The Ukrainian woman married the groom from Chicago before returning home

CHICAGO – If Russia invaded her native UkraineMaria decided she needed to get there and help protect him – even if it meant leaving her fiancé in Chicago a few days after the marriage.

Maria and her fiancé David were married on Saturday to about 20 people in the backyard of a house in Oak Park – a place proposed at the last minute after Maria asked for advice from a nearby Facebook group.

On Monday, she plans to fly to Poland and then make her way to the Ukrainian border, eventually to volunteer to fight for her homeland.

“People are running away, and she’s running away,” said Pamela Chinchilla, a friend of Lambard’s at the wedding.

Seven guests at the wedding brought medicines, masks and other things that Maria took to Ukraine. People hugged, and Maria at one point talked to family members in Odessa.

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Maria, who asked not to publish her name because she feared for the safety of her family in Ukraine and the United States, said she lived with her parents in Kyiv until 1991, when the family moved to Poland.

She met her ex-husband while studying music in Austria, and more than 20 years ago they moved to his hometown of Chicago, which ranks second among U.S. cities, native to Ukraine.

Since the start of the war, she has used messages and calls via Facebook to keep in touch with her parents, who hid in garages during attacks on Ukraine’s largest port city, Odessa. But she said she had not been able to contact her cousins ​​in Kiev in recent days.

Three days after the invasion, Maria decided to return to Ukraine, decided to find some way to be useful. She said she has no medical or military training, but worries that Russia’s seizure of Ukraine will push the country to threaten more places around the world.

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“I have to go,” said Maria, 44. “I can’t hold protests, raise funds, wave flags. We have been doing this since 2015, Ukrainians, and I can no longer. “

Her fiancé refused to stay, despite Mary’s resistance to him accompanying her. But since David first needs to apply for a passport, she plans to leave on Monday and wait in Poland before crossing the border.

“He knows how stubborn I am, and he knew he wouldn’t have a chance to convince me otherwise,” Maria said.

David, 42, said he felt responsible for doing his best to keep her safe.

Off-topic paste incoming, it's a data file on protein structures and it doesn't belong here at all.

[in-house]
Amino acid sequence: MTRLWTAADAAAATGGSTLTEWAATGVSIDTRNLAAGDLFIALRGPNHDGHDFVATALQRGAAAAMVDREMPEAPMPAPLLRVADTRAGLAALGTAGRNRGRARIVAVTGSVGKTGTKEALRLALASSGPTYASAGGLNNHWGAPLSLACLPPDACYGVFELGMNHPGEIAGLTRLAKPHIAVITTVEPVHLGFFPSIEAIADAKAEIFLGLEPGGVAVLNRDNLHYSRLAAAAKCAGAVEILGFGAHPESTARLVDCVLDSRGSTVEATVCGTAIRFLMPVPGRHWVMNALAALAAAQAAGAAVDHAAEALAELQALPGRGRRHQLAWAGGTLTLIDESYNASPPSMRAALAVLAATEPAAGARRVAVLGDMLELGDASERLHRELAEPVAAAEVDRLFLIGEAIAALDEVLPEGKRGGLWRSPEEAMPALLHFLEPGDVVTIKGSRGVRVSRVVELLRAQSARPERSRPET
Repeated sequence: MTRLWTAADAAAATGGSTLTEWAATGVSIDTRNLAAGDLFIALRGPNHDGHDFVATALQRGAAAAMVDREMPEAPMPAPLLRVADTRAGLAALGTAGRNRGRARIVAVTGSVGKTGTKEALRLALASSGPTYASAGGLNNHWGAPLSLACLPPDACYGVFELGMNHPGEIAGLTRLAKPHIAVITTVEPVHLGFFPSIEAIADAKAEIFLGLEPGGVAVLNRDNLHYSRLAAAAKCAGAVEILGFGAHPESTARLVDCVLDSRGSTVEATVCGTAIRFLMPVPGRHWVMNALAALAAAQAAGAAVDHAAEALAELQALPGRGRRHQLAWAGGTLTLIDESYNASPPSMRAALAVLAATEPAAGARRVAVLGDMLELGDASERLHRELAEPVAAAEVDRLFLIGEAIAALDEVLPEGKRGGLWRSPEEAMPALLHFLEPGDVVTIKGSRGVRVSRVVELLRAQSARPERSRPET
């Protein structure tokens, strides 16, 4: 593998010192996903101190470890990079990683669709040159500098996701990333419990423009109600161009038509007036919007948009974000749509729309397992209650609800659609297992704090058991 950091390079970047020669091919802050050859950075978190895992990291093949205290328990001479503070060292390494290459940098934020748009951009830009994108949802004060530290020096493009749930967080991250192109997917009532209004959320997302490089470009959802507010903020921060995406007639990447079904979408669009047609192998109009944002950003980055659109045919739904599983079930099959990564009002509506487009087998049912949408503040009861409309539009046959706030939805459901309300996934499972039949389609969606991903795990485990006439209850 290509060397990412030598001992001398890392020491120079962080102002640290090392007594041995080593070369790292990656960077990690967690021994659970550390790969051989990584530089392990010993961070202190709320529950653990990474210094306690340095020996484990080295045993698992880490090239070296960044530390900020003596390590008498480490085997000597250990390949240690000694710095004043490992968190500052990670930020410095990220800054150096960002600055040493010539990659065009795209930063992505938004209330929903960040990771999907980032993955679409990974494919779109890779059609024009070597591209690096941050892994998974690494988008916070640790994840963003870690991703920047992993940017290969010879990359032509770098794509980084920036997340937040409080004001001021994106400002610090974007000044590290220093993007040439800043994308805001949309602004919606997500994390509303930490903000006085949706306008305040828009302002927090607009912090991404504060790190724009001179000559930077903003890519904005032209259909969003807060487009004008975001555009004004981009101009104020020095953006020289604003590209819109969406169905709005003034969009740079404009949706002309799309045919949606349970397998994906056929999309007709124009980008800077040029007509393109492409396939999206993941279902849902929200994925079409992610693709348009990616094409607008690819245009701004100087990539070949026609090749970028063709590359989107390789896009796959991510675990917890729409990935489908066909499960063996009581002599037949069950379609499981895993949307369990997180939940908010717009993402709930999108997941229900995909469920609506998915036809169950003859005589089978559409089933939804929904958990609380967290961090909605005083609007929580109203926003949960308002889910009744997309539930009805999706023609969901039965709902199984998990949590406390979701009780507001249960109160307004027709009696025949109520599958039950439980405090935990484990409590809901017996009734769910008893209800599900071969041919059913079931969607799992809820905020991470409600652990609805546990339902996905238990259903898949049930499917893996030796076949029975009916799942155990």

“Because complacency and compliance are almost the same thing,” he said. “And you can only close your eyes to the people who have been mocked for so long. And if that happens to them, then maybe you’ll be next. “

He also asked not to publish his last name so as not to endanger Mary’s family.

Ukrainian forces outnumber and outnumber weapons, but their resistance has prevented Russia’s quick victory. Ukrainian leaders urged citizens to join the guerrilla war this week as Russian forces occupied the coast and captured one major port city.

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Associated Press journalists found at the border checkpoint Medica in southeastern Poland Ukrainians line up to return from other countries in Europe in recent days in response to President Vladimir Zelensky’s call for volunteers to come to the aid of the country’s military.

Since then, the White House has urged Americans not to travel to Ukraine, but Maria and David have said it has not changed their plans.

The couple met last year, got engaged in October and were already planning to get married in the court building on March 5, in honor of Maria’s grandmother’s birthday.

Deciding that they would try to get to Ukraine, they accepted the offer to hold a celebration in the backyard. They also asked people to purchase things needed by the Ukrainian army, through the Amazon list, which includes rain ponchos, medical supplies and boots, rather than wedding gifts.

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Maria said she was not sure what she would have to do after arriving at the Polish border with Ukraine; friends who live near the border crossings told her it would take days to get through. Her parents also questioned her decision to volunteer, she said, because they didn’t want to worry about her safety in the first place.

“If the army doesn’t take us, we will be as close as possible,” Maria said on Wednesday. “Volunteers are always needed. I’m quite strong, I’m not afraid of blood, it’s good under pressure. “

Natalia Blavelt, Chicago immigration attorney helped dozens of clients who were trying to help the family leave In recent weeks, Ukraine and Russia have said they have not heard of others wanting to come to Ukraine to join the country’s defense.

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But she advised anyone considering it to contact the Ukrainian embassy in the United States and talk to an immigration attorney to discuss plans to return to the United States.

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Photographer Matt Marton contributed to this report.

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